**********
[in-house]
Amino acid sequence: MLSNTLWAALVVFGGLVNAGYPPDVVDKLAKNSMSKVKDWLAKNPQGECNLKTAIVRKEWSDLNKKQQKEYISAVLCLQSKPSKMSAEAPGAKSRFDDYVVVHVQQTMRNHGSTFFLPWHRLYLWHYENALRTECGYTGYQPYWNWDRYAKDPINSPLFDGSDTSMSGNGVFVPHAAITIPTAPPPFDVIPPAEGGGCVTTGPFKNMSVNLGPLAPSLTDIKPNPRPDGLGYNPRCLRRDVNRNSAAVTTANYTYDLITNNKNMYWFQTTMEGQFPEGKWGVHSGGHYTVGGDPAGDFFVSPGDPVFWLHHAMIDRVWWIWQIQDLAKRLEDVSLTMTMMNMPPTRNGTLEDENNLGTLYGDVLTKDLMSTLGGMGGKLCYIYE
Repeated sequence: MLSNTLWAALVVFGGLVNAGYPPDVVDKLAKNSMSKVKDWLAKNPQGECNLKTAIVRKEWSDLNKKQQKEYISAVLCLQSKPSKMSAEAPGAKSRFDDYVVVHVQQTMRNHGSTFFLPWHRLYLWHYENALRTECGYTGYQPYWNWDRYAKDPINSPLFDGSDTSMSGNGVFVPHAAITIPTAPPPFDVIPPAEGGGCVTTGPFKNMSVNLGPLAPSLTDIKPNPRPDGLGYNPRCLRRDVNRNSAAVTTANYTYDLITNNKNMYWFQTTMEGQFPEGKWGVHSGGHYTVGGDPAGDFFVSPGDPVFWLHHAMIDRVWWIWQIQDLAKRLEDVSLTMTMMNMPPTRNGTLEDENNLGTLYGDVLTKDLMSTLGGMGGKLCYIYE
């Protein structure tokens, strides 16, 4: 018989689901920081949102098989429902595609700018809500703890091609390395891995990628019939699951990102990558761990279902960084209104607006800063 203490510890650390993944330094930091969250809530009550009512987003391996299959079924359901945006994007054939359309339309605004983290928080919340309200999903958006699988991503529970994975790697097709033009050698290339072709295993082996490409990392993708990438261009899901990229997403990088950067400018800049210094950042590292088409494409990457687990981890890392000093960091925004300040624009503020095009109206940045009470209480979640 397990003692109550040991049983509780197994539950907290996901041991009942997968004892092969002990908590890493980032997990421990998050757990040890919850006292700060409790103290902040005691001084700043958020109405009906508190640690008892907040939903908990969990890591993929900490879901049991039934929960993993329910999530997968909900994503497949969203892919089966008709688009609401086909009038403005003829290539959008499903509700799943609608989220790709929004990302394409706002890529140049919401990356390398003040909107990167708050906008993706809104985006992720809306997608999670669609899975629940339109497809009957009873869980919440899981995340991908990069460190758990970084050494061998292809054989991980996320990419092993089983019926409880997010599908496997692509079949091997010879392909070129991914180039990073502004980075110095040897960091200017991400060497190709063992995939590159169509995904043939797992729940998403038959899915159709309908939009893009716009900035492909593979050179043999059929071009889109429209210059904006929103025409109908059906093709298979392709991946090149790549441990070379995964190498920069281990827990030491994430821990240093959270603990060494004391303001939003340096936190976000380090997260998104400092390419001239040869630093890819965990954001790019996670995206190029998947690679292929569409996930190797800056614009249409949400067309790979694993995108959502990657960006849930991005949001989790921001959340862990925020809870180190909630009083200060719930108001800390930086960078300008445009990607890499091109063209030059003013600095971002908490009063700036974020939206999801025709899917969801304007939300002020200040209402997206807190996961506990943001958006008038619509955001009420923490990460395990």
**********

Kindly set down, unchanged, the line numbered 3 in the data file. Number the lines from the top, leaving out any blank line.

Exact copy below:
Repeated sequence: MLSNTLWAALVVFGGLVNAGYPPDVVDKLAKNSMSKVKDWLAKNPQGECNLKTAIVRKEWSDLNKKQQKEYISAVLCLQSKPSKMSAEAPGAKSRFDDYVVVHVQQTMRNHGSTFFLPWHRLYLWHYENALRTECGYTGYQPYWNWDRYAKDPINSPLFDGSDTSMSGNGVFVPHAAITIPTAPPPFDVIPPAEGGGCVTTGPFKNMSVNLGPLAPSLTDIKPNPRPDGLGYNPRCLRRDVNRNSAAVTTANYTYDLITNNKNMYWFQTTMEGQFPEGKWGVHSGGHYTVGGDPAGDFFVSPGDPVFWLHHAMIDRVWWIWQIQDLAKRLEDVSLTMTMMNMPPTRNGTLEDENNLGTLYGDVLTKDLMSTLGGMGGKLCYIYE